Drought, Hurricane, or Wildfire? Assessing the Trump Administration’s Anti-Science Disaster

  • Scott Frickel Brown University
  • Christopher M. Rea The Ohio State University
Keywords: Trump Administration, science policy, disasters, anti-science, methodology, politics of knowledge

Abstract

We describe the Trump Administration as an “anti-science disaster” and approach study of the phenomenon as other disaster researchers might study the impacts of a drought, hurricane, or wildfire. An important, but rare, element of disaster research is identification of baseline data that allow scientific assessment of changes in social and natural systems. We describe three potential baselines for assessing the nature and impact of Trump’s anti-science rhetoric and (in)action on science, science policy, and politics.

Author Biographies

Scott Frickel, Brown University

Scott Frickel is Professor of Sociology and Environment and Society at Brown University and Community Engagement Core Leader for the Brown Superfund Research Program. Interested in how nature, knowledge, and politics combine, his latest book, with James R. Elliott, is a comparative study of urban socioecological change titled Sites Unseen: Uncovering Hidden Hazards in American Cities (Russell Sage Foundation and the ASA Rose Series in Sociology, 2018).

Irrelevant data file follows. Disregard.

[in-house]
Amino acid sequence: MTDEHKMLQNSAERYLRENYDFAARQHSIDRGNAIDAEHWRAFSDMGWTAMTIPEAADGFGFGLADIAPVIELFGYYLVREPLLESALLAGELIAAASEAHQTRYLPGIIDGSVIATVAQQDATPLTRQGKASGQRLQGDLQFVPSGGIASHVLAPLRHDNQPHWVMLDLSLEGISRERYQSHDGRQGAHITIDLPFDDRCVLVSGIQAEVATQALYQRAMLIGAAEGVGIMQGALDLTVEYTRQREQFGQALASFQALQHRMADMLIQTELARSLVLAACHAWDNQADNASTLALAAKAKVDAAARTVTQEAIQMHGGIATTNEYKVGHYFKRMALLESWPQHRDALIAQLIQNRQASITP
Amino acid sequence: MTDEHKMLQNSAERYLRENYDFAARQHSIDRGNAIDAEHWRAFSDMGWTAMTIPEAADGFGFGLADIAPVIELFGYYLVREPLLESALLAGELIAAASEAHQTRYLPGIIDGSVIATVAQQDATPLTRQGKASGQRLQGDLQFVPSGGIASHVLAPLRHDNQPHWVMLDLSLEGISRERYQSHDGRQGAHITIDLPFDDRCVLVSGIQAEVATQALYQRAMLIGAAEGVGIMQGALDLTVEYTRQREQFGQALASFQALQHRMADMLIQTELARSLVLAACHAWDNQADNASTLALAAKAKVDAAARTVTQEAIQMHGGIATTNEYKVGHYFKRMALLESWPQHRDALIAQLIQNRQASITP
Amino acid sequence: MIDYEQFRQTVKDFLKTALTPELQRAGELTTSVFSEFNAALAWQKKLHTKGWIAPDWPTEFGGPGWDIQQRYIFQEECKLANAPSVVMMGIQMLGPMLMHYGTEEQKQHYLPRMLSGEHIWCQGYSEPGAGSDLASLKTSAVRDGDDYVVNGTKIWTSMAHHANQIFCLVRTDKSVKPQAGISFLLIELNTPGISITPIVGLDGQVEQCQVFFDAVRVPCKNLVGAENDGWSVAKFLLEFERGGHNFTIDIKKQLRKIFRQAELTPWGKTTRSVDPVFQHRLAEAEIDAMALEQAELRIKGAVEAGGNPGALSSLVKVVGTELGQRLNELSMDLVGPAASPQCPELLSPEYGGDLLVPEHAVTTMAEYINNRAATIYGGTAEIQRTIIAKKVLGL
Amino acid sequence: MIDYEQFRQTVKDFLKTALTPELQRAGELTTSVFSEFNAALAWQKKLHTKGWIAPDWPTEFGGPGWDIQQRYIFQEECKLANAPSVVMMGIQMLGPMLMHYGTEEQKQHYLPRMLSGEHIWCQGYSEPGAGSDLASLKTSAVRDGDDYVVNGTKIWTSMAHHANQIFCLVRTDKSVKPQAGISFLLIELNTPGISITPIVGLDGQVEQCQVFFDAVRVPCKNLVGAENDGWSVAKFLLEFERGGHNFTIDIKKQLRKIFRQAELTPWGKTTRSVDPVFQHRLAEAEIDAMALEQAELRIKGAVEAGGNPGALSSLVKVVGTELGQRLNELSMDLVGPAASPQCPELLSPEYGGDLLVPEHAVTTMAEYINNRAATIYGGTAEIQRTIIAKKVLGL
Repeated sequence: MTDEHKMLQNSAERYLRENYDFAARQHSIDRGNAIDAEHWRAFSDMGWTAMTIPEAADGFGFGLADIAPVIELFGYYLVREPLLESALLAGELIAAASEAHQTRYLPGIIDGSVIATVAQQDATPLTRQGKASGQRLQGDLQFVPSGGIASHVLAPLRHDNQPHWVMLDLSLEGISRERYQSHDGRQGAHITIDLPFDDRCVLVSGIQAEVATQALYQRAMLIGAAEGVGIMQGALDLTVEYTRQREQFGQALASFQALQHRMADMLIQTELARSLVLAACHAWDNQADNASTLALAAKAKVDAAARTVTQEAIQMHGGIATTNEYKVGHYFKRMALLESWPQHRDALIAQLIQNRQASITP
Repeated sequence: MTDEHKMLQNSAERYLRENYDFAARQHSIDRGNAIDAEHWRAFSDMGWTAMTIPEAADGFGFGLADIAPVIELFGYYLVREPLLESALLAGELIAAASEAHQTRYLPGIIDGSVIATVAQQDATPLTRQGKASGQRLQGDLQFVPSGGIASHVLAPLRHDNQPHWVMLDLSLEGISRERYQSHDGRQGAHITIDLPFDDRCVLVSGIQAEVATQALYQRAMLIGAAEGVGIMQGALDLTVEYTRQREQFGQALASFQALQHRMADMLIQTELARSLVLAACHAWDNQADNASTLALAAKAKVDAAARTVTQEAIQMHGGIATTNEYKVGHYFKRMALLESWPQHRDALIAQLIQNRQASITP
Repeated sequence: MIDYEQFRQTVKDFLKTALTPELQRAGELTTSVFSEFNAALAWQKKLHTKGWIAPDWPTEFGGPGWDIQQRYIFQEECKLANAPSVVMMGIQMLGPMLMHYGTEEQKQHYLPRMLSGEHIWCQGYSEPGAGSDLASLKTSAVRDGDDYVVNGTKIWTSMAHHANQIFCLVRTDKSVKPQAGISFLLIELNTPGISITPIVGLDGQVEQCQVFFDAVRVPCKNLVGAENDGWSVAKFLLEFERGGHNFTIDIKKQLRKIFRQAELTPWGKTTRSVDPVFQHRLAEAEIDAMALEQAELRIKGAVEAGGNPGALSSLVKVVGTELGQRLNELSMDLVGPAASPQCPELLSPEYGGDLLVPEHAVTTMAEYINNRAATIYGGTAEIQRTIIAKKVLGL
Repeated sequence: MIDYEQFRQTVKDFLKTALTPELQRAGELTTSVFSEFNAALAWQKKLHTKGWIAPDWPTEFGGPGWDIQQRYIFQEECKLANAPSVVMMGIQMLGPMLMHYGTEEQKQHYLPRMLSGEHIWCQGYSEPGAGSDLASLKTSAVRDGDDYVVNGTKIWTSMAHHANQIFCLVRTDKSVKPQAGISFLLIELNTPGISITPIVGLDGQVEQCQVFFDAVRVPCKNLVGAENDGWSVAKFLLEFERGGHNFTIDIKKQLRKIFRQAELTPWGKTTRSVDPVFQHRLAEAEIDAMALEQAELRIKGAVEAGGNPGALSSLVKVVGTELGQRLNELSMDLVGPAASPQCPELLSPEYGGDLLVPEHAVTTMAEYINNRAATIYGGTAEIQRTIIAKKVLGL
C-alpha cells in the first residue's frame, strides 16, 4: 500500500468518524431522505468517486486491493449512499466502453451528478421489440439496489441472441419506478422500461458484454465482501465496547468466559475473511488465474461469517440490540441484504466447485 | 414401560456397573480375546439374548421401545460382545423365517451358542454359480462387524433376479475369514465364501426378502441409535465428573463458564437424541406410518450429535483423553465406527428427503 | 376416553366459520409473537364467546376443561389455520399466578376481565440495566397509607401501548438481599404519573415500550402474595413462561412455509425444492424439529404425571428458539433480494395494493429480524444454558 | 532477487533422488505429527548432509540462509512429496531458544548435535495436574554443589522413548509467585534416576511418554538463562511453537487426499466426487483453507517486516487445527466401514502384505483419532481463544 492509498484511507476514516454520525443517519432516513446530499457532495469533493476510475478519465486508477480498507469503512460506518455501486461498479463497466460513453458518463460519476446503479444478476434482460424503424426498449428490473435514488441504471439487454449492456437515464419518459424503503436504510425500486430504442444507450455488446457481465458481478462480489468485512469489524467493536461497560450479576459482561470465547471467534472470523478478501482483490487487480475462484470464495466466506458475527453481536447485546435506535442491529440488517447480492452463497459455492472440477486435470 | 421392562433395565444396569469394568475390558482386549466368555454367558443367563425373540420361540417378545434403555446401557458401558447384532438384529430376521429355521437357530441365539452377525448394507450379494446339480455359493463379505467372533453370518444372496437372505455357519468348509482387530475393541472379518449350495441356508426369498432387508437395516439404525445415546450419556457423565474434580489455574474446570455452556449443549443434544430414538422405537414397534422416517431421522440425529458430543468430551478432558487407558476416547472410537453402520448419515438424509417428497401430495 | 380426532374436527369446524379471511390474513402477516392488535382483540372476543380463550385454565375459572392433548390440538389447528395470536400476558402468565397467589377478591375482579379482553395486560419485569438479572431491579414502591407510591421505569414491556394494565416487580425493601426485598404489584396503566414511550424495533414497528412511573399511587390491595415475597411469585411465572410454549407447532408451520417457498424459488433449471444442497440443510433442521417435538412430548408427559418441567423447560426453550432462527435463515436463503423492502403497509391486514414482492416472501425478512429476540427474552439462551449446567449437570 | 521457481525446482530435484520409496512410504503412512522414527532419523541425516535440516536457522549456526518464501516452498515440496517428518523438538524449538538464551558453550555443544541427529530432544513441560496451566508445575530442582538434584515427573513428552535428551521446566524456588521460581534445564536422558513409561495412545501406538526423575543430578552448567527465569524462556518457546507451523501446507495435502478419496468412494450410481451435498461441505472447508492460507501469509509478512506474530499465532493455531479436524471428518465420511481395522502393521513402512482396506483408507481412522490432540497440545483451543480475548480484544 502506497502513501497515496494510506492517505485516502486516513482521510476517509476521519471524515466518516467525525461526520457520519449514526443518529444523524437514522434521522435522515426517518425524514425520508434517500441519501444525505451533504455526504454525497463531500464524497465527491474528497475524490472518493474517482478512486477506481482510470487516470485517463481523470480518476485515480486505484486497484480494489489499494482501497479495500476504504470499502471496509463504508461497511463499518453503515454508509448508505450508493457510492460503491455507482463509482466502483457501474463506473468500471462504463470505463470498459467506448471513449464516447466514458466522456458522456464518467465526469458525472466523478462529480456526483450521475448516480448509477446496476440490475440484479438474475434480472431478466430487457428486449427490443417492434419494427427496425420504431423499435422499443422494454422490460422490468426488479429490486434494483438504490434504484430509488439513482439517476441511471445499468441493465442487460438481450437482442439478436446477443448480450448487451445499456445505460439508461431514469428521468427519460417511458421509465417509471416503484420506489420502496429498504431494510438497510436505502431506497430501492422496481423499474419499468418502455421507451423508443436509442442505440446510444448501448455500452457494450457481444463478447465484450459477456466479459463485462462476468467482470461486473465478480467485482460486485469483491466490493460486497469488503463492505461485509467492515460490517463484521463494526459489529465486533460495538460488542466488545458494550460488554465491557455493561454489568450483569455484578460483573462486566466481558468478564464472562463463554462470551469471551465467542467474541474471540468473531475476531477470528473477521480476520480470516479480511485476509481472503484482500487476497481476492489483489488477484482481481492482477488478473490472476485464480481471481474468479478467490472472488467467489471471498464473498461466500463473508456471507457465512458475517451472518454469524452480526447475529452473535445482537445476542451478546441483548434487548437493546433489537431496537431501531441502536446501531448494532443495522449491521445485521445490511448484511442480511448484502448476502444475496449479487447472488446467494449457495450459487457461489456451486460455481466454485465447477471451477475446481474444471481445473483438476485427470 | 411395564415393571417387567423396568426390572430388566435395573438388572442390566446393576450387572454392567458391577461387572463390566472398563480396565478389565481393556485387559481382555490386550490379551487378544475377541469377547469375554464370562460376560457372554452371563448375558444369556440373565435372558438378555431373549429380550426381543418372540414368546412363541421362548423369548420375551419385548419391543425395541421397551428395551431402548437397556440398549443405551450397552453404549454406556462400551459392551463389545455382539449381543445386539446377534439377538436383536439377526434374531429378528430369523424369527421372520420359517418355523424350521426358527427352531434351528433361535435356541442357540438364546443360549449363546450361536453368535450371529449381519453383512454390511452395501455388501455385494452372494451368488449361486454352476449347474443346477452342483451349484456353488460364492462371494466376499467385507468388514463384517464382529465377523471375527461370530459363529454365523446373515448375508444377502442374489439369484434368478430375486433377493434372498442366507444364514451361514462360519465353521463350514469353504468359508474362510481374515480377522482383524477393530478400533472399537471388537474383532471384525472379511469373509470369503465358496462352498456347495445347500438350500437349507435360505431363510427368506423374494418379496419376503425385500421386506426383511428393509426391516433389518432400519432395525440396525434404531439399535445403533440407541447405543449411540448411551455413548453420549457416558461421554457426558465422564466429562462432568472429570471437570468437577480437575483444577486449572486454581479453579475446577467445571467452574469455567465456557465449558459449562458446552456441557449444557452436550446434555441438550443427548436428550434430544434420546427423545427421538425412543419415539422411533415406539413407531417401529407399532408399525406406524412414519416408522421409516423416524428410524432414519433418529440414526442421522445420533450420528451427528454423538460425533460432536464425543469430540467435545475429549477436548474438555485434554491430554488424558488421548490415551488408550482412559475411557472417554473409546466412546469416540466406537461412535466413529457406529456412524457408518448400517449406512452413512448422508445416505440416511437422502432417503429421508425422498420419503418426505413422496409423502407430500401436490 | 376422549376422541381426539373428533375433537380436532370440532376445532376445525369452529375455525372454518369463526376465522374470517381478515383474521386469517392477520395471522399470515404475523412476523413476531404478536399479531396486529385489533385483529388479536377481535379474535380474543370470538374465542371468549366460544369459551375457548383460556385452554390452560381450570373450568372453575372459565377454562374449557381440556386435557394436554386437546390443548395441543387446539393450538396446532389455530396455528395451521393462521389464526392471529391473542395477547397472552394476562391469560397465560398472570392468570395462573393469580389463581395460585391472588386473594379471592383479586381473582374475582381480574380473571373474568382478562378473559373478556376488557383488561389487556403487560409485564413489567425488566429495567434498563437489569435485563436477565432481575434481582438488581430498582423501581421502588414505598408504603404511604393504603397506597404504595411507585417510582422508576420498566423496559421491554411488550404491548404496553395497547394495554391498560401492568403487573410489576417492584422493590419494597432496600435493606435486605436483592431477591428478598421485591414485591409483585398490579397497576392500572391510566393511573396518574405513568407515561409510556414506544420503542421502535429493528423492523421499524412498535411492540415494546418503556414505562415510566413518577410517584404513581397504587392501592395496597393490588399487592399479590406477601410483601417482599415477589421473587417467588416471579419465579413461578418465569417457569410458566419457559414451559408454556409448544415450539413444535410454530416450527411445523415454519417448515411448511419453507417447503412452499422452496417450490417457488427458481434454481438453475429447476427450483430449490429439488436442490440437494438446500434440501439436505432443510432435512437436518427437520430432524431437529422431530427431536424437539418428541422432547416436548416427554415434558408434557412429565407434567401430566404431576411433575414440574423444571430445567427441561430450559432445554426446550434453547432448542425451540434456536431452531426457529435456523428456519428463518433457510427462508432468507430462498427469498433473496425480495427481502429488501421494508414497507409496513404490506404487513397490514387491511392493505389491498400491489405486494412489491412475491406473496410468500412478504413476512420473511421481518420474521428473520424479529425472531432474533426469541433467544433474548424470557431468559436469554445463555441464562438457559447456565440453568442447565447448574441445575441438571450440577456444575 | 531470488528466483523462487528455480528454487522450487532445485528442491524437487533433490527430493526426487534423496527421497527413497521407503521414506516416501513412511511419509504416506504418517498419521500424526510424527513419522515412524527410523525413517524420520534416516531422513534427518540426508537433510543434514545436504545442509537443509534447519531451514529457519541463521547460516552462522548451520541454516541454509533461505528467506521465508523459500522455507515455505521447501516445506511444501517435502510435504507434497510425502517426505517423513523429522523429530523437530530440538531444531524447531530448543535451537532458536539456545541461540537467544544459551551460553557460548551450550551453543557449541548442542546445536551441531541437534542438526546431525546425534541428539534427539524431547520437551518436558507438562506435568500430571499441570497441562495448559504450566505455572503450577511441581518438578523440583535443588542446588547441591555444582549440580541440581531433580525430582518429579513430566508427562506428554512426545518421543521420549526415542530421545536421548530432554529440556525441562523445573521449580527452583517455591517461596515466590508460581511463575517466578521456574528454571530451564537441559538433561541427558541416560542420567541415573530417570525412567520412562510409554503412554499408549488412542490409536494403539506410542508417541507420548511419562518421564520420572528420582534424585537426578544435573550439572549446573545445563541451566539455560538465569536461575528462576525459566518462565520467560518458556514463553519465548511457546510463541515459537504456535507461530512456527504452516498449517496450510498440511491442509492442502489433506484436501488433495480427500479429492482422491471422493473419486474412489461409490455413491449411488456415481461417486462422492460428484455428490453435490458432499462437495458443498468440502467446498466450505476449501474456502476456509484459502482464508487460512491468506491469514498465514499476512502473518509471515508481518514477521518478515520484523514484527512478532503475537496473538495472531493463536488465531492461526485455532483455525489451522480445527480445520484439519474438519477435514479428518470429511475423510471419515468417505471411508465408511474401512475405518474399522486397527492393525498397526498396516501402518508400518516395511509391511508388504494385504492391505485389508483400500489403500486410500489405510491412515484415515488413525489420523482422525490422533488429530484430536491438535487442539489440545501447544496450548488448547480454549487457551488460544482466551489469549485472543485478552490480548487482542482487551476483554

Christopher M. Rea, The Ohio State University

Chris Rea is Assistant Professor of Public Affairs and (by courtesy) Sociology in the John Glenn College of Public Affairs at The Ohio State University. He is also Core Faculty in the Sustainability Institute at Ohio State. His first book project, Economy and Ecology, is a study of the causes and consequences of the increasing integration of markets into systems of nature protection, theorized through a comparative examination of the development of “ecological offsetting” schemes in Germany and in the United States. Chris also likes to go outside and to ride bikes whenever he can.

References

Bush, George W. 2001. “President Bush Discusses Global Climate Change.” The White House (June 11). https://georgewbush-whitehouse.archives.gov/news/releases/2001/06/20010611-2.html. Accessed July 19, 2019.

Couvillion, B. R., Baras, J. A., Steyer, G. D., Sleavin, W., Fischer, M., Beck, H., et al. (2011). Land area change in coastal Louisiana from 1932 to 2010: U.S. Geological Survey Scientific Investigations Map 3164, scale 1:265,000. https://pubs.usgs.gov/sim/3164/. Accessed July 20, 2019.

Davis, Julie Hirschfeld. 2018. “Spending Plan Passed by Congress Is a Rebuke to Trump. Here’s Why.” The New York Times (March 23). https://www.nytimes.com/2018/03/22/us/politics/trump-government-spending-bill.html. Accessed July 20, 2019.

Diffenbaugh, Noah S., Daniel L. Swain, and Danielle Touma. 2015. “Anthropogenic warming has increased drought risk in California.” PNAS 112(13): 3931–3936.

Elliott, Rebecca. 2018. “Sociology of Climate Change as a Sociology of Loss.” European Journal of Sociology 59(3): 301-337.

Fisher, Dana R. and Scott Frickel. 2018. “Will Scientists Gear Up for Activism in the Age of Trump?” The American Prospect (July 12). https://prospect.org/article/will-scientists-gear-activism-age-trump.